The Spectrum of Computational Development Tools

Okay, say the problem is not enough good educational software. Many of the best educational software programs are also commercial and expensive. If you want to use Timeliner with a single class full of students, for example, it would cost $900. So we look into free and/or open source options. There, it is usually software professionals and other non-educators creating the software. You see a lot of typing tutors and drill and practice software. Usually there is not so much documentation or supporting curricular resources.

Wouldn’t it be nice if A) it were easier for educators and other non-programmers to help create interactive resources, and B) we provided training for computer scientists and others on designing effective educational software? The L2TD project is attempting to address the latter issue, with courses on developing educational software and games.

And of course the former has long been a dream of computer science educators. Make programming easy enough for anybody. Most computer science education research though looks at how to improve the teaching of programming for programming’s sake. How to better teach polymorphism and recursion and so forth.

I don’t have solutions, but here is an initial diagram describing the space, or spectrum, of computational tools. The exact details of the diagram could be haggled over for years (the openoffice draw document it originated from is on the wiki). But in general the tools designed by CS researchers have tended to be less practical or useful for developing real-world software (including educational software). I am interested primarily in the top left area, computational tools that are fast enough and powerful enough to develop real applications (such as simulations, games, web applications), and yet are designed with beginners and end-users in mind. This space is mostly barren, although some tools have in the past made great strides, such as applescript, hypercard, and supercard with their english-like syntax, visual basic and all the other basic-like clones out there. But there are still plenty of holes in the gap between graphical environments designed for children (Logo, MIT’s Scratch, Lego Mindstorms), and environments designed for professionals (Java, C#). There is no way to make a transition between for example a graphical Logo-like environment and a general purpose development environment, or between a scripting environment (Ruby, Javascript) and a statically-typed environment (C#, Java). The industry is working on the latter, with better integration and support for javascript and other scripting languages in their professional IDEs. One language I’ve contributed to, boo, even combines the static typing you see in professional languages and duck typing you see in scripting languages. But as to the former issue, I have yet to see a really good, intuitive visual programming language that can be used in a general purpose way to develop real-world applications.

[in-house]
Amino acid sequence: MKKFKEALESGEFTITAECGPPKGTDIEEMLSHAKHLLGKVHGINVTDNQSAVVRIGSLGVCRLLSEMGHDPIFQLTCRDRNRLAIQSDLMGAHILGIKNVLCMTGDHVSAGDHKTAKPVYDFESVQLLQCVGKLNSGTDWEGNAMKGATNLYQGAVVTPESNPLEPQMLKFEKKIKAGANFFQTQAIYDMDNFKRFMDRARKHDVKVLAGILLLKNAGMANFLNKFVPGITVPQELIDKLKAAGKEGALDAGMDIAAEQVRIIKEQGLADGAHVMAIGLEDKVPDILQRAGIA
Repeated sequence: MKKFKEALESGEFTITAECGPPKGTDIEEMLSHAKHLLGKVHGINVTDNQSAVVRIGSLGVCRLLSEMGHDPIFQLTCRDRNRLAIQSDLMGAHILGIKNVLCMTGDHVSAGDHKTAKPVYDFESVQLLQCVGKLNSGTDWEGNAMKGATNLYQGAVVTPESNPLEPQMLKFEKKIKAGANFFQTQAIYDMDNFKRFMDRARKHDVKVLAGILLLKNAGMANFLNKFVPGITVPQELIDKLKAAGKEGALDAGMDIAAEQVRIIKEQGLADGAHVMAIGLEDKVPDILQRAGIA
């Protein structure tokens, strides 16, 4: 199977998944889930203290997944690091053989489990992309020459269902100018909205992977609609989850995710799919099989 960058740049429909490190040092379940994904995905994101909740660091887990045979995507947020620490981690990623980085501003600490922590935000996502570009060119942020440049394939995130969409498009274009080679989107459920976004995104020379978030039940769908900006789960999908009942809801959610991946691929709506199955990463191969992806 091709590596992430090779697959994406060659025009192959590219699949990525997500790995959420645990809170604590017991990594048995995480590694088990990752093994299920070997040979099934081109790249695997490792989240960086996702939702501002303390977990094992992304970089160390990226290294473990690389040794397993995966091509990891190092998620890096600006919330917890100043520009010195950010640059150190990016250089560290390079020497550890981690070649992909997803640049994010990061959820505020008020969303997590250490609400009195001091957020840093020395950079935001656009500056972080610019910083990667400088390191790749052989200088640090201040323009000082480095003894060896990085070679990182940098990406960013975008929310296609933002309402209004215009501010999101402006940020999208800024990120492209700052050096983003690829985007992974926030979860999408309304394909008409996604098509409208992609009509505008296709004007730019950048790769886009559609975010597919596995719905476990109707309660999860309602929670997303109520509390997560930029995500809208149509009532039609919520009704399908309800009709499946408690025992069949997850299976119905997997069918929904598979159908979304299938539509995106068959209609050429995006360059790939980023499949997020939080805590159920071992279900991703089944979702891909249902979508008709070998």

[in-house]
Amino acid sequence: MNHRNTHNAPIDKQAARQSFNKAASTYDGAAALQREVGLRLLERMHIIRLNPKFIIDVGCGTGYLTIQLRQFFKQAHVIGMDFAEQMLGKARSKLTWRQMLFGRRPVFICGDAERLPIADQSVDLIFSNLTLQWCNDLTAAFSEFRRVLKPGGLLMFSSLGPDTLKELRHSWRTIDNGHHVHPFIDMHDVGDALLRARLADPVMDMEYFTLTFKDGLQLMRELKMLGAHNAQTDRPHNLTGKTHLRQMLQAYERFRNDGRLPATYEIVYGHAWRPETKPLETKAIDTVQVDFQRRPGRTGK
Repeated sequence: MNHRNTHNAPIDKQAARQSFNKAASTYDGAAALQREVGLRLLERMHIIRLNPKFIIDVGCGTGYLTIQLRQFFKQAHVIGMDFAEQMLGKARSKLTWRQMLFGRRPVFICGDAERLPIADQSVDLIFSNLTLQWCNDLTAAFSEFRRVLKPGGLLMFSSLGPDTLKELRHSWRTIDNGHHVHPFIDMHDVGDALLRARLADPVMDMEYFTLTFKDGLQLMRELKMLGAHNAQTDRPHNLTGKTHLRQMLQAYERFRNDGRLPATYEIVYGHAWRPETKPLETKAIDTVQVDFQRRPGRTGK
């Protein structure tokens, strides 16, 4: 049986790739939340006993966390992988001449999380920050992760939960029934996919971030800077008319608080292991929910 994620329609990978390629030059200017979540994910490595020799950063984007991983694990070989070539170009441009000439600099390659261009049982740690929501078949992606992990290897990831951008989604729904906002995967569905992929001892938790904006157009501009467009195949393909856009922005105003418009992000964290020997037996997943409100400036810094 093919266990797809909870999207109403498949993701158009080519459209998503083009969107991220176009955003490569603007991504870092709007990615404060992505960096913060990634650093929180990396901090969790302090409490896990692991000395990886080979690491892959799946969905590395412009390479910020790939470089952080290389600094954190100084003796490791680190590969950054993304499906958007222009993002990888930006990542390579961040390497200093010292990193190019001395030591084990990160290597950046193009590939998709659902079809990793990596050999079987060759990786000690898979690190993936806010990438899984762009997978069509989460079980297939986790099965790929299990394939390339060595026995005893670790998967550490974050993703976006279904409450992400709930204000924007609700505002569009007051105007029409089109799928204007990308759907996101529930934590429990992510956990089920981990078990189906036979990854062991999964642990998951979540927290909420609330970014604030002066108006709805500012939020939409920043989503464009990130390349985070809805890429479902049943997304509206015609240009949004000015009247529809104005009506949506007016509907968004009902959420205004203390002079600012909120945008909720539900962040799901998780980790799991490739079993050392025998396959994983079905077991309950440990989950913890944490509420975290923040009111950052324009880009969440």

(click for larger version)

Posted in development
One comment on “The Spectrum of Computational Development Tools
  1. Tom Hoffman says:

    um… Python?

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